Field of Dreams
Tufts students help to land grant for urban park in Salem, Mass.
A small piece of contaminated land in Salem will one day be transformed into a neighborhood park with playground equipment, permanent tables for cards and dominoes and a meeting place, thanks in part to help from a group of Tufts students.
The new park will be located behind a fast-food restaurant in a working-class Latino neighborhood known as The Point. For years, city officials had talked about creating a green space in the area, and in November the city received a $474,000 grant from the state to construct a park and another $135,000 to clean up oil and toxic material on the site.
Students from the Department of Urban and Environmental Policy and Planning helped with preliminary design work for the park after holding meetings with neighborhood residents. In addition to space for playing popular neighborhood games, community members asked for a gazebo to be used as a permanent meeting place. The students’ report was submitted in the successful grant application.
The project is a collaborative effort between Salem’s planning department, local nonprofit Salem Sound Coastwatch and Tufts. “We’re thrilled to be working with Tufts students in an ongoing relationship,” says Susan Yochelson, outreach coordinator for Coastwatch. “They did a fantastic job and were very thorough. They talked to everybody, touched every base and did such a good job that the project is now being funded. One of the beautiful things they brought was an ability to communicate directly with the surrounding community, which oftentimes feels disenfranchised.”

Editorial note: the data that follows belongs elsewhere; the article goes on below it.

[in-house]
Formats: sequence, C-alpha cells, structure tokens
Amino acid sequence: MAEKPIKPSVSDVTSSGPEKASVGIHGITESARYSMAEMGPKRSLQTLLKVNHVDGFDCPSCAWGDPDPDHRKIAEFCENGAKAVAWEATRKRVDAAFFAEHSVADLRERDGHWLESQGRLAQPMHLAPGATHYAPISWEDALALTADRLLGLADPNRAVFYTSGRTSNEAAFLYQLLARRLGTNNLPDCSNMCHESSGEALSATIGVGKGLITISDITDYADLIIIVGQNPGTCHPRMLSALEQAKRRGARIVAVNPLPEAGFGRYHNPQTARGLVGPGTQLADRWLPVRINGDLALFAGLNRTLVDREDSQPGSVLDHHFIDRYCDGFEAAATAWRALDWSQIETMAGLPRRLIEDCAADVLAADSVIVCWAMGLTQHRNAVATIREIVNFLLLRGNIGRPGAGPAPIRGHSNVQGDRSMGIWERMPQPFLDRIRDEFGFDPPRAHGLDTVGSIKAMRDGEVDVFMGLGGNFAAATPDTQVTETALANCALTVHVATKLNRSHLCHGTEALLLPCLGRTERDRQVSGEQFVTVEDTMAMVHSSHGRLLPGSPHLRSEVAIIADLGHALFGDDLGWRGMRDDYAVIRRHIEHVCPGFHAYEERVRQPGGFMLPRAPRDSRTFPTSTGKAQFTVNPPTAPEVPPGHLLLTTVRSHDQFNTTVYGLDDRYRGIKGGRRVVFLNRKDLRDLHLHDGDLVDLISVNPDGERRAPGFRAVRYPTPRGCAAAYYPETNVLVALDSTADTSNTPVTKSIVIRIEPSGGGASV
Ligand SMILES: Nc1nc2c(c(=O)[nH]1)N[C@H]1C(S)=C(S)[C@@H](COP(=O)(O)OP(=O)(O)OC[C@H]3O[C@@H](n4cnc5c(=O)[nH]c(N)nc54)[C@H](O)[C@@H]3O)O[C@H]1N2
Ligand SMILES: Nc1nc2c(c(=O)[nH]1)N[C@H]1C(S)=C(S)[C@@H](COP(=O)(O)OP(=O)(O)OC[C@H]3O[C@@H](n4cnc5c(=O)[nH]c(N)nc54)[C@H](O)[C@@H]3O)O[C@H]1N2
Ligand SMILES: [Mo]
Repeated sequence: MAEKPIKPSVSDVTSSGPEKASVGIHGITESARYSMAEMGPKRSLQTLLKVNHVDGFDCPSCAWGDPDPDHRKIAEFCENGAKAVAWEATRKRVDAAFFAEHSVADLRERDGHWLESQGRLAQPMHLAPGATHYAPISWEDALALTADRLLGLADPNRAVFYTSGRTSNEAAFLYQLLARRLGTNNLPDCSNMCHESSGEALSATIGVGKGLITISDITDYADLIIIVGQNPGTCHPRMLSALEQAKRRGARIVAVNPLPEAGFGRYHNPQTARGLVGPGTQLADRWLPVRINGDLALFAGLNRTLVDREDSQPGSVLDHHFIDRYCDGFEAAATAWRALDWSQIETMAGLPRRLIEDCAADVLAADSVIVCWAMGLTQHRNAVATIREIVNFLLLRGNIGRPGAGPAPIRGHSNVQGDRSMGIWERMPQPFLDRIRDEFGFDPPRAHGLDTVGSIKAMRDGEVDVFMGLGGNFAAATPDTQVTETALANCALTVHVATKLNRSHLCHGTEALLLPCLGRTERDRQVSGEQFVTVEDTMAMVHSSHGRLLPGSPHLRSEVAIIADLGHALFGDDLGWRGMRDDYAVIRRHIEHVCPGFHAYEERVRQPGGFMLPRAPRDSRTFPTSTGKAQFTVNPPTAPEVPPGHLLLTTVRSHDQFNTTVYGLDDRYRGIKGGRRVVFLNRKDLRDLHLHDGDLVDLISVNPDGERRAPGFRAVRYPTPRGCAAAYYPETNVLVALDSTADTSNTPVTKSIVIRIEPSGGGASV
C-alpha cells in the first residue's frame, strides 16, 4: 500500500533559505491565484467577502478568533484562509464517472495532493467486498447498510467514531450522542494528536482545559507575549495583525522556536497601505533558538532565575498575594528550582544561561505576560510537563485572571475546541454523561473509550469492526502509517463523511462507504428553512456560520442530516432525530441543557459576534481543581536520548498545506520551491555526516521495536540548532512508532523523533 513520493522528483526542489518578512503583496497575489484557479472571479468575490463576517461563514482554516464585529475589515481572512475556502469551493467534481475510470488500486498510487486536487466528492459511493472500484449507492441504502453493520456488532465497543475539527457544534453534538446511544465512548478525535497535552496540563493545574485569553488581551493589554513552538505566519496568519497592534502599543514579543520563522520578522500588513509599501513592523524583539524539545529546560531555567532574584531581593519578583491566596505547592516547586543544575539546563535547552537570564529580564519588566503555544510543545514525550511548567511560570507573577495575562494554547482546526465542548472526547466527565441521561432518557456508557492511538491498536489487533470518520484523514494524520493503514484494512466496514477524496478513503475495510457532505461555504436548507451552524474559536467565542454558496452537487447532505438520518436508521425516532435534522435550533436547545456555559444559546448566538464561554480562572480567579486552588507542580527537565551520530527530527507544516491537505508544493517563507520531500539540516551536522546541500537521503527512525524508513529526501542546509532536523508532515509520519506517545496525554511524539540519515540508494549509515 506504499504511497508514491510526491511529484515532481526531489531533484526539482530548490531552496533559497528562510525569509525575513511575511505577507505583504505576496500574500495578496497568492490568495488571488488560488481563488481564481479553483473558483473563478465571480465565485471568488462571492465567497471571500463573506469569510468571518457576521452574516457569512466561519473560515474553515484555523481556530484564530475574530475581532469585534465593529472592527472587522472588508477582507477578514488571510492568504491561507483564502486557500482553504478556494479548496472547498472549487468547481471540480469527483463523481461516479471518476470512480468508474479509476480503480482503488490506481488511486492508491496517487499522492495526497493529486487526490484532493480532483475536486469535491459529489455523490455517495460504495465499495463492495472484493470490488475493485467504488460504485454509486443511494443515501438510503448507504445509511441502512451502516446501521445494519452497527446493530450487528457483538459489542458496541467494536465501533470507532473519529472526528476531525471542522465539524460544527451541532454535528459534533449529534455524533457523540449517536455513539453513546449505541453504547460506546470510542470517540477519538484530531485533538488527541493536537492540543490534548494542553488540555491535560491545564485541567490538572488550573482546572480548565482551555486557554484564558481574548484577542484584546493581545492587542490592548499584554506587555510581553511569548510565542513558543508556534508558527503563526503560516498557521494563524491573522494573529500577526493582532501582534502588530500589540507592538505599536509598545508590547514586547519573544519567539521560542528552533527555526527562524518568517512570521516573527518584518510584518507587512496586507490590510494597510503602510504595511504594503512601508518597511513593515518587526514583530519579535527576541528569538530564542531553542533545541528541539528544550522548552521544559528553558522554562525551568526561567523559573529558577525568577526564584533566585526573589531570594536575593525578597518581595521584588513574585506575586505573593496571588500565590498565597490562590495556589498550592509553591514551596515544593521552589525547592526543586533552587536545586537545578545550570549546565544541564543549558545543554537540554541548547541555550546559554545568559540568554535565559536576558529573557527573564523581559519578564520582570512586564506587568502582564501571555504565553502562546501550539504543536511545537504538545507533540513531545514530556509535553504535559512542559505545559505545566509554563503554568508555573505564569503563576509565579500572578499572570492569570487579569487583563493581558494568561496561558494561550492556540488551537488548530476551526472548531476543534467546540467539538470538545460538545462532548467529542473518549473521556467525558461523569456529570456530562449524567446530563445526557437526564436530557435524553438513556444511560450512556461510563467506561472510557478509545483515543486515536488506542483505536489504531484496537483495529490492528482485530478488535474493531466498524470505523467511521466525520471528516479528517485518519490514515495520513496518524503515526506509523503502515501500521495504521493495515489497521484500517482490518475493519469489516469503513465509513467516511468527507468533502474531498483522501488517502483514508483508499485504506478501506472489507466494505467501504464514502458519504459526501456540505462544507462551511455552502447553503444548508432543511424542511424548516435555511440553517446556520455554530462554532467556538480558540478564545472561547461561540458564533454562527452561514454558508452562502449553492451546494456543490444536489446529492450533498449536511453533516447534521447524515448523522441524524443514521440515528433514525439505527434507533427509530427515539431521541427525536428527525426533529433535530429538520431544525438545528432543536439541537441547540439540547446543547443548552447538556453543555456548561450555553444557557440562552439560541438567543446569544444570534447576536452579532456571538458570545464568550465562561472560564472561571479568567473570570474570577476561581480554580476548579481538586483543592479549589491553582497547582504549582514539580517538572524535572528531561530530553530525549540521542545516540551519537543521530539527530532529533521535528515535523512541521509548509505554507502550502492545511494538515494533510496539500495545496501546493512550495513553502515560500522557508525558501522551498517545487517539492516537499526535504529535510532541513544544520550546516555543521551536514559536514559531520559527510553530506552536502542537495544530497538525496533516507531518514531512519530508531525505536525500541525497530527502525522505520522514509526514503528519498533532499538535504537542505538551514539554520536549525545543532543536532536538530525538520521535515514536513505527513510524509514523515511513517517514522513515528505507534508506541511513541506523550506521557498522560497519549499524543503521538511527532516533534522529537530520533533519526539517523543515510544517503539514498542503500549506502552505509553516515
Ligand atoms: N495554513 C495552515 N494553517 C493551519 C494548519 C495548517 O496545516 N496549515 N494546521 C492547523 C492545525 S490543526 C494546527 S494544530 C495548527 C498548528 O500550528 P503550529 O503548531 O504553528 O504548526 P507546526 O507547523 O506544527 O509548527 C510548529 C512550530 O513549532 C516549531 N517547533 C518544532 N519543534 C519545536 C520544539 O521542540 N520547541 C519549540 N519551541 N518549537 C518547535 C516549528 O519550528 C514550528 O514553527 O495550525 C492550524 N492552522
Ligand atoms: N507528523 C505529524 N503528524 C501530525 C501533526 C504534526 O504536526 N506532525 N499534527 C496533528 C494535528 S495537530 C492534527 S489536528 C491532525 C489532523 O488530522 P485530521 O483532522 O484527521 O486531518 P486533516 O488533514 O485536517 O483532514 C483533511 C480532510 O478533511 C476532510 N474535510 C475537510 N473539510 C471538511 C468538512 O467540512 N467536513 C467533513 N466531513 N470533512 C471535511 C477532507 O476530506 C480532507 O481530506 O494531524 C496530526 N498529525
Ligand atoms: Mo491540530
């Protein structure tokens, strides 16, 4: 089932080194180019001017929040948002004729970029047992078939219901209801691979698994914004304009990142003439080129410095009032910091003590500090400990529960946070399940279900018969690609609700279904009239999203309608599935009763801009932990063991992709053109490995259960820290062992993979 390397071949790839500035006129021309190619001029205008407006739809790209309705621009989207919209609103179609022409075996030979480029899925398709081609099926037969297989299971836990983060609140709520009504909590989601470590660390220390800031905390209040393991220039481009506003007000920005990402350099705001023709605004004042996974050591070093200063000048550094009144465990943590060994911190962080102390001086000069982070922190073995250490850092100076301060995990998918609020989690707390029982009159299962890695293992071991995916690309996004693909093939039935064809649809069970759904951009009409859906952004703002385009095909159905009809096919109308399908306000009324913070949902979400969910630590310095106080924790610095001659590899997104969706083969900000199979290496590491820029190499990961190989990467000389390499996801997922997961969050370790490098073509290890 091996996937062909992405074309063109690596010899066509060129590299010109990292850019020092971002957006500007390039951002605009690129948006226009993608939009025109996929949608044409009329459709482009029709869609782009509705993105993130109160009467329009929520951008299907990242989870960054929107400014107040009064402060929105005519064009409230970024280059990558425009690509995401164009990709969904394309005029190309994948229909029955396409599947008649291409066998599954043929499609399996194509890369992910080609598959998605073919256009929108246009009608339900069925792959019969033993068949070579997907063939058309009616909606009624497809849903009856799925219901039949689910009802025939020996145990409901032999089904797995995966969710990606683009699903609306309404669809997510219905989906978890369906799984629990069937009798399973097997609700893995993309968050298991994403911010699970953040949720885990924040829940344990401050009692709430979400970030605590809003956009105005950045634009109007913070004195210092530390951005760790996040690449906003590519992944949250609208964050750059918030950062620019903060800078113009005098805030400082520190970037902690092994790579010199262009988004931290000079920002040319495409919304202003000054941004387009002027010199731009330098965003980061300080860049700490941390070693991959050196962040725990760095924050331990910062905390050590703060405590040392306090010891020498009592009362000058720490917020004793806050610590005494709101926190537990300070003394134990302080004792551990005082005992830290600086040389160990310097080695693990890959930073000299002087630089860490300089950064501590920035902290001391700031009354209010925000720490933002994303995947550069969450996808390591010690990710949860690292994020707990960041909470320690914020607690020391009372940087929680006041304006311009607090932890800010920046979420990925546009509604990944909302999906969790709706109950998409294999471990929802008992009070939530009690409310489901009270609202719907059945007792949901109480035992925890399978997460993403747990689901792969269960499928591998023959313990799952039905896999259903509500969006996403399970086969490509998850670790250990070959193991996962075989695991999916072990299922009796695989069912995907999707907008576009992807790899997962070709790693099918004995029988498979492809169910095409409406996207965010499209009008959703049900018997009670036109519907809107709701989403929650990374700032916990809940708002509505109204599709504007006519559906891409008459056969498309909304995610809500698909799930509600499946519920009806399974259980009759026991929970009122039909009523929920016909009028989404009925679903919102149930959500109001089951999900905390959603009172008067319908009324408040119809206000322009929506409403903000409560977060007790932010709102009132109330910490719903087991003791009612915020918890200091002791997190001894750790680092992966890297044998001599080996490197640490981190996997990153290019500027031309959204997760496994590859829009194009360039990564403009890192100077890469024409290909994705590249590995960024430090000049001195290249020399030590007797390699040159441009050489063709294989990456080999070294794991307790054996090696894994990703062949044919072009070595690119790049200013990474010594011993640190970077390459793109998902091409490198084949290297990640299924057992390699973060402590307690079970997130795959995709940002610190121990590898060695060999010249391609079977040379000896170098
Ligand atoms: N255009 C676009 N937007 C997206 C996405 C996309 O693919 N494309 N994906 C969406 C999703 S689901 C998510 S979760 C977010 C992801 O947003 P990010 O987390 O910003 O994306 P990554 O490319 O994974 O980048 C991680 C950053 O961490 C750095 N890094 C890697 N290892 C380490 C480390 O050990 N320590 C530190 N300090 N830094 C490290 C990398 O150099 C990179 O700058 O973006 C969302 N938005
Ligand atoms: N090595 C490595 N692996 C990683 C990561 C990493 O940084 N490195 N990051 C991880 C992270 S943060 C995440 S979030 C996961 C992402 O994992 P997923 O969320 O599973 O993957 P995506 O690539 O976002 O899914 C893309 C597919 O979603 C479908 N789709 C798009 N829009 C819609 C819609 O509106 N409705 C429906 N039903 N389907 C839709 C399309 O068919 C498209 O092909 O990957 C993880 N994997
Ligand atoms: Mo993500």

“We participated in the conceptual design of the park and interviewed members of the neighboring community,” says Robert Russell, coordinator of the department’s field-based education. “It is heavily Latino, and in terms of income, fairly low to working class, which means it’s a community that in the political life of Salem has not really received a lot of attention.”
The land is on the South River and will eventually be connected to a walkway that city officials hope will help revitalize the waterfront district.
Field placements are part of the department’s curriculum for students earning master’s degrees. “We send teams of students out to work with community organizations, nonprofits and public agencies,” Russell says. “The typical team will offer from 500 to 600 hours of free consulting work.”
The field project program, Russell says, is “designed to simulate the kind of complex project students will encounter in pretty much anything they end up doing, whether they become town planners or consultants in the private sector.”
Marjorie Howard is a senior writer in Tufts? Office of Publications. She
can be reached at email@example.com. This story ran in the December 2007 issue of the Tufts Journal.